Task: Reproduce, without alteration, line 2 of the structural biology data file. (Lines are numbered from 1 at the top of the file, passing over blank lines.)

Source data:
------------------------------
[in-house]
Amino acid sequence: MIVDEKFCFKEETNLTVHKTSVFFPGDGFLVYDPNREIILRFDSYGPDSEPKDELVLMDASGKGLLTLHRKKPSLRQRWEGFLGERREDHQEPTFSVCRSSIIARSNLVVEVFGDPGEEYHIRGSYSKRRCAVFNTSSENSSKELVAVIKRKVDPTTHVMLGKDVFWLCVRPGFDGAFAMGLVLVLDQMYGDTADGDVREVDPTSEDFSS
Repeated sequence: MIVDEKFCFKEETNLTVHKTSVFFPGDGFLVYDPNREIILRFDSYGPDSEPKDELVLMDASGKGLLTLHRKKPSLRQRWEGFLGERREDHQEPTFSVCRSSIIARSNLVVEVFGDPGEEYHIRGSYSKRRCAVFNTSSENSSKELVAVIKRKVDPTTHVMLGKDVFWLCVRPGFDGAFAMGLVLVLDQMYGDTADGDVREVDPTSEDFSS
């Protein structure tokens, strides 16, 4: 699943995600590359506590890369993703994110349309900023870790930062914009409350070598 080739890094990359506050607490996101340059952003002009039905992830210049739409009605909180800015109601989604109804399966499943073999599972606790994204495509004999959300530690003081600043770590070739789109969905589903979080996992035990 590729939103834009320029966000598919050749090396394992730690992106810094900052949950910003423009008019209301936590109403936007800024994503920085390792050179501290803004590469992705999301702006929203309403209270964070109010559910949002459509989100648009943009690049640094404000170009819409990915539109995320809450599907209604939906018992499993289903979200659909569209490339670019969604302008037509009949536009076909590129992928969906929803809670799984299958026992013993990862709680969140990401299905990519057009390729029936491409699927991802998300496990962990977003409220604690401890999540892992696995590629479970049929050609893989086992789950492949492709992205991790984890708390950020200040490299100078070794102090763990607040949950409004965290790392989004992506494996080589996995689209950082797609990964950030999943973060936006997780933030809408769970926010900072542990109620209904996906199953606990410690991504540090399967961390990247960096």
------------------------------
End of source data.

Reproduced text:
Amino acid sequence: MIVDEKFCFKEETNLTVHKTSVFFPGDGFLVYDPNREIILRFDSYGPDSEPKDELVLMDASGKGLLTLHRKKPSLRQRWEGFLGERREDHQEPTFSVCRSSIIARSNLVVEVFGDPGEEYHIRGSYSKRRCAVFNTSSENSSKELVAVIKRKVDPTTHVMLGKDVFWLCVRPGFDGAFAMGLVLVLDQMYGDTADGDVREVDPTSEDFSS